Voted sticker

Photostreamed by Vaguely Artistic

This year’s election cycle includes nine statewide initiatives on the California ballot, many of which have indirect effects on the work of sexual violence victims and their advocates. CALCASA has not taken a formal position on any of the initiatives, however there are some that we believe our members should be aware of. Below you will find the list of initiatives related to the work of CALCASA members. Clicking on the description of the propositions will take you to the non-partisan Legislative Analysts Office summary.
Remember to vote Tuesday November 2.
CALCASA wants to remind its members and advocates that you must register to vote before October 18 to participate in the November election. To pick up a voter registration form please visit your local library, county election office, post office, or
You must reregister to vote if you have changed your name, address, and/or political affiliation.
Proposition 19
Changes California Law to Legalize Marijuana and Allow It to Be Regulated and Taxed

The proposed initiative would to the following if enacted:

  • Legalize the possession and cultivation of limited amounts of marijuana for personal use by individuals age 21 or older
  • Authorize various commercial marijuana-related activities under certain conditions.

This measure is estimated to save state and local correctional operations tens of millions of dollars annually. It is also estimated to reduce state and local costs of law enforcement of marijuana-related offenses. State and local governments would most likely redirect their resources to other law enforcement and court activities. Could results in an increase of unknown health costs as a result of the increase in marijuana consumption.
State and local governments could collect hundreds of millions of dollars annually in additional revenues. However, marijuana-related activities are still considered illegal by the federal government, which could lead to legal uncertainty and patch-work enforcement.
Proposition 20
Redistricting of Congressional Districts

The proposed initiative would do the following if enacted:

  • Amend the State Constitution to change U.S. House of Representative redistricting process. Would remove the authority from the legislature and give the authority to the Citizens Redistricting Commission.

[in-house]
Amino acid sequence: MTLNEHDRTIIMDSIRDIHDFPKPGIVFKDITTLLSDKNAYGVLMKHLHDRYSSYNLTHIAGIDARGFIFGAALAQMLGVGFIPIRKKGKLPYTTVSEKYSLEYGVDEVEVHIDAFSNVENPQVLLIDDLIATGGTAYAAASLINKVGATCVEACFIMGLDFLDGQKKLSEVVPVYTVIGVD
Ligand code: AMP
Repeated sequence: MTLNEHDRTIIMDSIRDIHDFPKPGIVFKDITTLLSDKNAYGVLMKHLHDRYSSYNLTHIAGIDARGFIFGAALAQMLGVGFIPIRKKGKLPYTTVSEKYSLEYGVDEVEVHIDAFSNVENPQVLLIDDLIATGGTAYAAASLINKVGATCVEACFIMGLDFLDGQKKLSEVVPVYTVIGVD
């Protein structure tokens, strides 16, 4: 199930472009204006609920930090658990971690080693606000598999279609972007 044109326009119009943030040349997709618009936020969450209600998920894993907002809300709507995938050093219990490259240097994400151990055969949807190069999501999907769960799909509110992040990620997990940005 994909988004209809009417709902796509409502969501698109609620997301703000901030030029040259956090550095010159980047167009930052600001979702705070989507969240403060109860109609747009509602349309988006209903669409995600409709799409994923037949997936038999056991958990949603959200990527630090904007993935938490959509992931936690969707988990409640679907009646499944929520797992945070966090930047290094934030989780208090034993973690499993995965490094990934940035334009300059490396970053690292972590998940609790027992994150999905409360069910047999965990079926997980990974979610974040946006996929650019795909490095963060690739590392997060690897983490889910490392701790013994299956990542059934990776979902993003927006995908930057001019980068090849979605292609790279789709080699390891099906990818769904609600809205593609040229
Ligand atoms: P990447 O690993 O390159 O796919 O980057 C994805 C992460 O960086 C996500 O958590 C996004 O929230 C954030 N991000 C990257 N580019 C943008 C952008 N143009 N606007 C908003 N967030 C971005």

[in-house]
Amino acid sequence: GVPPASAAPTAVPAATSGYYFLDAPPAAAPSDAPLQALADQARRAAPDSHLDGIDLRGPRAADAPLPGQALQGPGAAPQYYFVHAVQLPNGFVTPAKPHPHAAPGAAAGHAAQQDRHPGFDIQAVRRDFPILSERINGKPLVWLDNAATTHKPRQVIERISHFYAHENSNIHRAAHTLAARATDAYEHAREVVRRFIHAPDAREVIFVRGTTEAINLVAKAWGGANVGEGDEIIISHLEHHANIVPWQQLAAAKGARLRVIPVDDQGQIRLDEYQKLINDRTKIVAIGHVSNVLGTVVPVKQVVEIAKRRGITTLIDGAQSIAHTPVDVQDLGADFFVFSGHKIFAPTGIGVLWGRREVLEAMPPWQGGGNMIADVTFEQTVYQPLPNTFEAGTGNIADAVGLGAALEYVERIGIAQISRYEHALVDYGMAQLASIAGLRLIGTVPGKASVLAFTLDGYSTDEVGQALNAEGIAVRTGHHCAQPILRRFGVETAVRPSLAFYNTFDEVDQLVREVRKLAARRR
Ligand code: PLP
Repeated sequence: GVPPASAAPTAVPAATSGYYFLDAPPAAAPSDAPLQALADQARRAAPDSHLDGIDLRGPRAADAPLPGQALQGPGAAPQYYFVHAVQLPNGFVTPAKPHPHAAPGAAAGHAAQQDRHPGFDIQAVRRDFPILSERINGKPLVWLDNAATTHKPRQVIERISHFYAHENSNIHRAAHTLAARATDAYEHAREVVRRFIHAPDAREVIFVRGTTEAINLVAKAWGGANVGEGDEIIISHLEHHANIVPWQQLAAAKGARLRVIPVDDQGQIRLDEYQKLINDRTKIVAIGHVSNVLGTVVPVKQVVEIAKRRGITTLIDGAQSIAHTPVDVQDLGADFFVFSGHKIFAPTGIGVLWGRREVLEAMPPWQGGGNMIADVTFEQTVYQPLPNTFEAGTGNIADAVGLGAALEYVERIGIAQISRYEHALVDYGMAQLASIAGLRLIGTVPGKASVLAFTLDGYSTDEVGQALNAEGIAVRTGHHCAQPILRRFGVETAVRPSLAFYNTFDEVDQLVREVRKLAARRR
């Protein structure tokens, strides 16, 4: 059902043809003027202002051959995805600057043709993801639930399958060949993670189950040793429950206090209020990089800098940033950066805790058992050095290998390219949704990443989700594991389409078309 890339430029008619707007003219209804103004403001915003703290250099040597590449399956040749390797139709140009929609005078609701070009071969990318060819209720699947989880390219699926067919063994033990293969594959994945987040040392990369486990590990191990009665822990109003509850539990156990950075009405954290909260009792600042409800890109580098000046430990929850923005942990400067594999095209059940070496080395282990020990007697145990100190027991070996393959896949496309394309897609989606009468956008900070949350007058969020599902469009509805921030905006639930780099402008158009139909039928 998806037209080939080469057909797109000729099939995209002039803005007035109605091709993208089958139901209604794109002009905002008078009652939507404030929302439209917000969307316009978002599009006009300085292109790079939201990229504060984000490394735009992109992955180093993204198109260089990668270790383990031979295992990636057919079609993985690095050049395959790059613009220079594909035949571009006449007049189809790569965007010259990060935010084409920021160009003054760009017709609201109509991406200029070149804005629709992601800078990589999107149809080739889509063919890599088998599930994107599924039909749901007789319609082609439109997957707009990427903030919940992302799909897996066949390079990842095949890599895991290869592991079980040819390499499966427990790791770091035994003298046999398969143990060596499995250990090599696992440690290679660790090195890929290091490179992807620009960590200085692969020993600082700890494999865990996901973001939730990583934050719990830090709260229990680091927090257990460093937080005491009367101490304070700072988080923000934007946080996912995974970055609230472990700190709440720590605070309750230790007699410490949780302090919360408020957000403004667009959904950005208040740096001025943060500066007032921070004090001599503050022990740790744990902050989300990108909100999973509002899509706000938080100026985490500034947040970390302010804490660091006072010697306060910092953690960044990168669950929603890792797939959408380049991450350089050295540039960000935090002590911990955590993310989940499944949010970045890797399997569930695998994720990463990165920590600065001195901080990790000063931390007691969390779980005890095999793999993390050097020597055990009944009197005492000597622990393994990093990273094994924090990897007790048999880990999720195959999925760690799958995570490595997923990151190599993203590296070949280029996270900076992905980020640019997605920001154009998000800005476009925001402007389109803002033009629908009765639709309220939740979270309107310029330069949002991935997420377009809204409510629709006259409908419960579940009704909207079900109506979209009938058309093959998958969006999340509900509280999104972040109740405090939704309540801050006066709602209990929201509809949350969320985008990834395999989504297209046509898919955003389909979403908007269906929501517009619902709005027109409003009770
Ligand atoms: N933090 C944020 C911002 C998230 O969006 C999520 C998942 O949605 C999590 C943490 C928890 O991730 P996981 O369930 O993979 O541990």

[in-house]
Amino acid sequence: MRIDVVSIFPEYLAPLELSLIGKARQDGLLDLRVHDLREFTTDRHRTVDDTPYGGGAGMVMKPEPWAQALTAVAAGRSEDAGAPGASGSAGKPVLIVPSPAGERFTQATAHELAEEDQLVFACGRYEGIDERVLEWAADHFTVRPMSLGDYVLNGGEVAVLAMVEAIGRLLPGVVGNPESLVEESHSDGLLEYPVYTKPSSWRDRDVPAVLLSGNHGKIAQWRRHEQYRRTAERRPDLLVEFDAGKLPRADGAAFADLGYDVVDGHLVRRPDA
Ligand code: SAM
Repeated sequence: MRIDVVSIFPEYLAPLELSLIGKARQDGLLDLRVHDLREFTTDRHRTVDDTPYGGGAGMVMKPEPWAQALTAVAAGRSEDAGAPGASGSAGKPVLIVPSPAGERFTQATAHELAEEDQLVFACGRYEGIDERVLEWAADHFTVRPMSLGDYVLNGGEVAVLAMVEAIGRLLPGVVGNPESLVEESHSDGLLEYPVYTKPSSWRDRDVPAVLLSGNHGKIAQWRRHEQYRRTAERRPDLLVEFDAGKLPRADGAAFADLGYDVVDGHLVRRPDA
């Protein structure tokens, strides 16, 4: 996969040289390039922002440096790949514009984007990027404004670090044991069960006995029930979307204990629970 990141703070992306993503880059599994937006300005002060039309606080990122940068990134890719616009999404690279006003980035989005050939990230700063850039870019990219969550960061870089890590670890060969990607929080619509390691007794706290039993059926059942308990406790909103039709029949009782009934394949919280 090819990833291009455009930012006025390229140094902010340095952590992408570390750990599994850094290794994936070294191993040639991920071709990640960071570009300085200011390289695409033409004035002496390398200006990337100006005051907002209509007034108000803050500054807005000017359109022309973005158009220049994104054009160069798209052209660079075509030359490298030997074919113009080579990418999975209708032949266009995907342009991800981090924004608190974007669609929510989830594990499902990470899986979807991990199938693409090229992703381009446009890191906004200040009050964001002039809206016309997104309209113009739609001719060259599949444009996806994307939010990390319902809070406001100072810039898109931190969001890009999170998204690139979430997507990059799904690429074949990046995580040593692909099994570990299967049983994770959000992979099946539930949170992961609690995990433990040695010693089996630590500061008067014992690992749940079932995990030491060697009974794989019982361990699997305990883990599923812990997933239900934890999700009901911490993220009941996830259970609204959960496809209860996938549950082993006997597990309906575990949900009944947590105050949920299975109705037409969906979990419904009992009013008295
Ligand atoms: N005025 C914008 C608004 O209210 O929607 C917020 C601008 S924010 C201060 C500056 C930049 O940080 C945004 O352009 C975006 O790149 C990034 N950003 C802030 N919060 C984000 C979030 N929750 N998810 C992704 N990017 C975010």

• Allow Commission to draw districts using the authority given in Proposition 11 (2008).

This measure’s cost is considered not to be significant.
Districts drawn by the Citizens Redistricting Commission may change voting populations and make elections more competitive in certain parts of the state. This is one of two redistricting initiatives on the November ballot.
Proposition 25
Changes Legislative Vote Requirement to Pass a Budget from Two-Thirds to a Simple Majority. Retains Two-Thirds Vote Requirement for Taxes
The proposed initiative would do the following if enacted:

  • Lower legislative vote requirement for the budget bill and related legislation. Would reduce the current 2/3rd vote requirement to pass a budget to a majority (50 percent plus one). This reduced threshold is also applicable to trailer bills that would appropriate funds.
  • Two-thirds vote would still be required by the Legislature to override any veto of the Governor
  • Prohibit the Legislature from collecting any salary or reimbursements for travel or living expenses until the day the budget is presented to the Governor.

This measure would result in budgets being easier to approve. A lower voting requirement means a majority political party could approve a budget bill without the support of any members of the minority party. Currently, some members of the minority party must support a budget to reach the two-thirds vote requirement.
Proposition 26
Increases Legislative Vote Requirement to Two-Thirds for State Levies and Charges. Imposes Additional Requirement for Voters to Approve Local Levies and Charges with Limited Exceptions

The proposed initiative would do the following if enacted:

  • Expand the definition of a tax and a tax increase so that more proposals would require approval by two-thirds of the Legislature or by local voters

This measure would make it difficult for state and local governments to pass laws that raise revenues. This change would affect many environmental, health, and other regulatory fees as well as some business assessments and other levies. Potentially reduce government revenues and spending statewide by up to billions of dollars annually.
Proposition 27
Eliminates State Commission on Redistricting. Consolidates Authority for Redistricting with Elected Representatives

The proposed initiative would do the following if enacted:

  • Return authority to draw district boundaries for the State Assembly, State Senate, and Board of Equalization to the Legislature.
  • Eliminate the Citizens Redistricting Commission created by Proposition 11.
  • Enacts new requirements and deletes existing requirements for redistricting process.

This measure includes cost-controls that would reduce the future costs of redistricting by a few million dollars every ten years compared to the process adopted by the Citizens Redistricting Commission.